Saturday, October 6

Upgrade the Resume

It’s your ticket to that golden interview — the face-to-face audition that just might net you a career-launching job. Today’s resume, like most tickets, should come in both a paper and an electronic version. Like other tickets, it may have graphics — or not. It may be convention or glitzy, exhaustive or brief.

According to business coach Jim Deak, there are ways to present the ticket in such a way that it will pull in many positive responses.

To guide jobseekers through the maze of content and style, Deak presents for the St. Paul’s Career/Networking Group “Preparing a Resume that Highlights Your Most Marketable Skills” on Saturday, October 6, at 7 p.m. at St. Paul Church on Nassau Street. All are welcome to attend this free lecture and job networking event. Visit for more information.

Deak is a life-long engineer, not the qualification that immediately comes to mind as key for a resume mentor, but he insists that a more practical, scientific approach is just what resumes need. There is no room for quesswork when an appealing job is at stake, and when competition for it may be intense.

Born and raised in a small steel town near Pittsburgh, Deak was the son of an open-hearth coal stoker who sent all three children through college. Graduating in l960 with a bachelor’s in mechanical design, Deak joined Bell Labs, where he worked happily for 30 years. During that time, he earned his master’s in mechanical design from New York University.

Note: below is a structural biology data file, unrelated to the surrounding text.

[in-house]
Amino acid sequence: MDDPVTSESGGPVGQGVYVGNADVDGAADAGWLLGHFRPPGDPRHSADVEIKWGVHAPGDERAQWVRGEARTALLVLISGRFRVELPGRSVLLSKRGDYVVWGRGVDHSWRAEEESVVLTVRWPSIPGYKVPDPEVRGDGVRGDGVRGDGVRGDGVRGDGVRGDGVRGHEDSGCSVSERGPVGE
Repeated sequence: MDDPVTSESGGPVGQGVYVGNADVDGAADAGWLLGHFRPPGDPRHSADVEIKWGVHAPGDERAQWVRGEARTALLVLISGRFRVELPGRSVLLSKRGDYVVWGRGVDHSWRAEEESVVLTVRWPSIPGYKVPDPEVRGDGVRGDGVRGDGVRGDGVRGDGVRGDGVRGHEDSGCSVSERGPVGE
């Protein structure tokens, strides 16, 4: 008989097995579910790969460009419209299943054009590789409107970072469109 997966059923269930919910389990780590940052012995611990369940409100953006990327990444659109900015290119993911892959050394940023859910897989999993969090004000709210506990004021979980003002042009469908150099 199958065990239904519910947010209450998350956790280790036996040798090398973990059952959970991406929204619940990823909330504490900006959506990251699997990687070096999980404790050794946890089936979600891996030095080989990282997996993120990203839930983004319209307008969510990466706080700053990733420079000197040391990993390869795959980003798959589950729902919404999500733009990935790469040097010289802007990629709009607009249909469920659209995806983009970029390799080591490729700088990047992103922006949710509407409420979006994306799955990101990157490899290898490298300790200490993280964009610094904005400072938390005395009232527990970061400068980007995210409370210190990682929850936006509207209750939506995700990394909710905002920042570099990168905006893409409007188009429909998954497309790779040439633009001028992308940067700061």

Upon reaching retirement age, Deak decided to take a pass on golf, and get himself another job, and signed on with Telcore. But he still was not tired of the working life, and in 1997 he joined Neustar Corporation, and had “the absolute most fun I’d had in years.”

His job at Neustar was to reassign and shift telephone area codes around the nation. In the course of doing this he was able to travel extensive and to explore strange geographic niches. The only downside was that no one wanted to see Deak coming.

“You cannot imagine people’s attachment to their area codes,” he says. “Pretty soon, in self defense, I had to stop telling people what I did for a living.”

In 2003 Deak took his decades of business experience and formed Ideal Horizon Coaching in Morristown. The firm specializes in small business, career, and retirement coaching. Visit

“The resume is nothing more than a snapshot of yourself,” says Deak. “Dig down, find your best strengths, put them forward, and for heavens sake don’t overdo.”

Paper’s place. Just as it is assumed that the job seeker will be making at least a dozen calls a day, it is also assumed that he will have a good hard copy resume at the ready. Along with each job application that you fill out and hand in, attach your paper resume. (Have a little stapler with you so the receptionist won’t separate them.)

Also, if you have an actual contact person, always opt for sending a paper resume, unless specifically asked otherwise. Even if the contact is a stranger, he will almost invariably read a printed page more thoroughly than he would an E-mailed version.

Finally, paper is still the preferred medium when you make a cold call. The hard copy resume makes for a vital reminder of your visit.